Delta Air Lines just showed United and American how to really please customers

Sometimes, airlines do keep their promises, it seems. This will especially please quite a few business flyers.
Written by Chris Matyszczyk, Contributing Writer
Reviewed by Alyson Windsor
Delta plane

And inside, all is quiet and everyone's happy.

(A screenshot from a Delta video.)

Chris Matyszczyk/screenshot

What do customers really want?

When it comes to airlines, this simple question has enjoyed ever-changing answers as the years have gone by.

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Once, airline customers wanted comfort. In recent years, they've realized this is now impossible. Unless they pay a disproportionate -- for the majority -- amount of money.

Customer expectations have rather dipped toward hoping the flight will be on time -- even as airlines pad their schedules with barely concealed humor.

Or toward even hoping the flight won't be canceled.

If there's one secret thing, though, that airline customers would really like it's for airlines to actually keep their promises.

Please attempt to salute, therefore, Delta Air Lines, which just sneaked a promised gift toward customer consciousness.

Four years ago, Delta CEO Ed Bastian expressed the belief that Wi-Fi should be free. On planes, that is. He admitted there were obstacles, mostly of the technological kind. You certainly don't want to promise free Wi-Fi -- something that only JetBlue has managed with relative success -- and then incite customer kvetching.

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After all, none of the big US airlines has managed to deliver on free Wi-fi. Even when you have to pay -- sometimes extortionate amounts akin to $40 -- the quality of the signal can be, well, painful.

Yet here is the Wall Street Journal insisting that, in 2023, a "significant portion" of Delta's planes will enjoy free Wi-Fi. And here is Bastian confirming the news at CES.

The airline has been in testing for some time, using Viasat's technology. (Intelsat works with T-Mobile to offer free wifi on various airlines, including Delta.)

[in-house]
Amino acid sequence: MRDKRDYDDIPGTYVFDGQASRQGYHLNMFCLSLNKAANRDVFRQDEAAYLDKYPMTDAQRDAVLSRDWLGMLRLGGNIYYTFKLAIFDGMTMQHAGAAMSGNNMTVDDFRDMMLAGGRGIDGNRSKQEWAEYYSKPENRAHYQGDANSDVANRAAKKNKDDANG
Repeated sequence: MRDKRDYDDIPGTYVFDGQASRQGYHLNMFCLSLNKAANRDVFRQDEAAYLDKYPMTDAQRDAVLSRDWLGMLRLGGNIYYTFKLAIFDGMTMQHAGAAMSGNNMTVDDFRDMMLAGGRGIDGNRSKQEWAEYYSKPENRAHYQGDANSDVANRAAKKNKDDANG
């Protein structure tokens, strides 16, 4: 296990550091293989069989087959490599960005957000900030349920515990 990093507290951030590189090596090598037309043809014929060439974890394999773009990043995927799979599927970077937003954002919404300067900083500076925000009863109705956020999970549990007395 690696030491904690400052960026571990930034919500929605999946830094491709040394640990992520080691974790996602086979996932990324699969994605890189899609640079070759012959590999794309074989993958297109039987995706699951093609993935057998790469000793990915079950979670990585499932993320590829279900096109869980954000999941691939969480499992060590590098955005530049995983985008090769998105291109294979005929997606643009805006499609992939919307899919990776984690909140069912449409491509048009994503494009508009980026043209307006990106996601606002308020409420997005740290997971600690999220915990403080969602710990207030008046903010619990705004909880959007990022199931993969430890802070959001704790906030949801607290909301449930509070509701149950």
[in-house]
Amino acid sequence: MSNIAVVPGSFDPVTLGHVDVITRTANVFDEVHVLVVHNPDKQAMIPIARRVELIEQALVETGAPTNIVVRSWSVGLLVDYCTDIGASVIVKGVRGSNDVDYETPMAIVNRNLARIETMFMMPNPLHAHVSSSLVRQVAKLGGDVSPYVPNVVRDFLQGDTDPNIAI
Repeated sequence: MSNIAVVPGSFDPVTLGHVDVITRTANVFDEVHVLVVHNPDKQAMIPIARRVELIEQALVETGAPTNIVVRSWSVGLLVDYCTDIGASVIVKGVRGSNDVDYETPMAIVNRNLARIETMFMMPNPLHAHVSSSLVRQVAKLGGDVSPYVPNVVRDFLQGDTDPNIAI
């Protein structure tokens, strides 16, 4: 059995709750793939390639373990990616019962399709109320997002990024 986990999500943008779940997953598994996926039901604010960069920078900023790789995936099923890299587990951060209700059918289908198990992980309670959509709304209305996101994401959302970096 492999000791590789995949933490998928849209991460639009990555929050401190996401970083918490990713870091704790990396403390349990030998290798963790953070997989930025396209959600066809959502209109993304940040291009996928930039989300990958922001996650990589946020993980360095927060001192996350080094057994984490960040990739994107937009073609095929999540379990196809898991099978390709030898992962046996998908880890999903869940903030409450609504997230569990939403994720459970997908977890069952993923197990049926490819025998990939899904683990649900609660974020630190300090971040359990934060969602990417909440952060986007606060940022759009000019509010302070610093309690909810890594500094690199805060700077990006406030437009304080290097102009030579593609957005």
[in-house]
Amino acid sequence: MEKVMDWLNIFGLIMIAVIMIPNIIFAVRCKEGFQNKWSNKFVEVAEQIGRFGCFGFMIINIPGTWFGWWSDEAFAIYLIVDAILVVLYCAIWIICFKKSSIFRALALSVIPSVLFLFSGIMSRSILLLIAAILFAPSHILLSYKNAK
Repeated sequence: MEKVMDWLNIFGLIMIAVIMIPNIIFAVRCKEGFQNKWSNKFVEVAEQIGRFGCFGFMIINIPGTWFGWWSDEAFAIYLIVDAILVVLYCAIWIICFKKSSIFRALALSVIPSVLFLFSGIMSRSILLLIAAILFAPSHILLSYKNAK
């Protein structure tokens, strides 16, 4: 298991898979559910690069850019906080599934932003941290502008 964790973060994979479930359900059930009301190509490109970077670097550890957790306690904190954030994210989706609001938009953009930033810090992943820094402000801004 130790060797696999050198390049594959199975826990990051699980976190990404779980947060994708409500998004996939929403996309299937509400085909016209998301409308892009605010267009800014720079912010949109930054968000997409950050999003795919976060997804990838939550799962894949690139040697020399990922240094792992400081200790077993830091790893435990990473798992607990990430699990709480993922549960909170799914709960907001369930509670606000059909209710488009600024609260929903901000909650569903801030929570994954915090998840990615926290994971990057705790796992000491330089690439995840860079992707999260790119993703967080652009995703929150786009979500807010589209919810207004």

Recently, Delta has been offering free Wi-Fi to its more exalted frequent flyers. Yes, they might not be able to enter a Delta lounge these days, but at least they might get free Wi-Fi in the air.

And now, you might too.

It's worth wondering how much free Wi-fi might influence a customer's choice of airline. It seems as if a considerable proportion of flyers want to be online all the time they're in the air. (Me, I'm quite happy to be detached for a while.)

If it's free, that's an incentive. An equally fine incentive, however, is whether it works, which still doesn't always appear to be the case.

Yet as airlines struggle with seemingly every element of customer service -- often because of airlines' own, self-centered, revenue-grabbing decision-making -- reliable, free Wi-Fi could create a material differentiation between Delta and rivals such as United and American Airlines.

This may be especially poignant for American, as it has been staunch in tearing out seatback screens and encouraging passengers to use their own devices and stream entertainment. Which some may find deeply myopic.

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Oddly, Delta has always committed itself to seatback screens, while United began to rip them out and had a peculiar conversion to bringing them back.

The ultimate goal, of course, is to keep passengers quiet. Or, as Delta's chief customer experience officer Allison Ausband put it: "For us, as we look at that onboard experience, we want our customers to be as stimulated as they want to be in the air."

(Please don't go there.)

If passengers are absorbed in their own worlds, they'll likely cause less trouble for the cabin crew -- or, indeed, for other passengers.

It's uplifting, however, to see an airline make (relatively) large promises and take measured steps toward delivering on those promises.

This doesn't always happen. Some might say it doesn't often happen.

What does happen with airlines, though, is that when Delta does something others follow. It could be, then, that if the free Wi-Fi rollout is successful for Delta, its competitors will take the leap.

Who, though, will manage it well enough?

No, I know it's not going to be Southwest. This is technology we're talking about.

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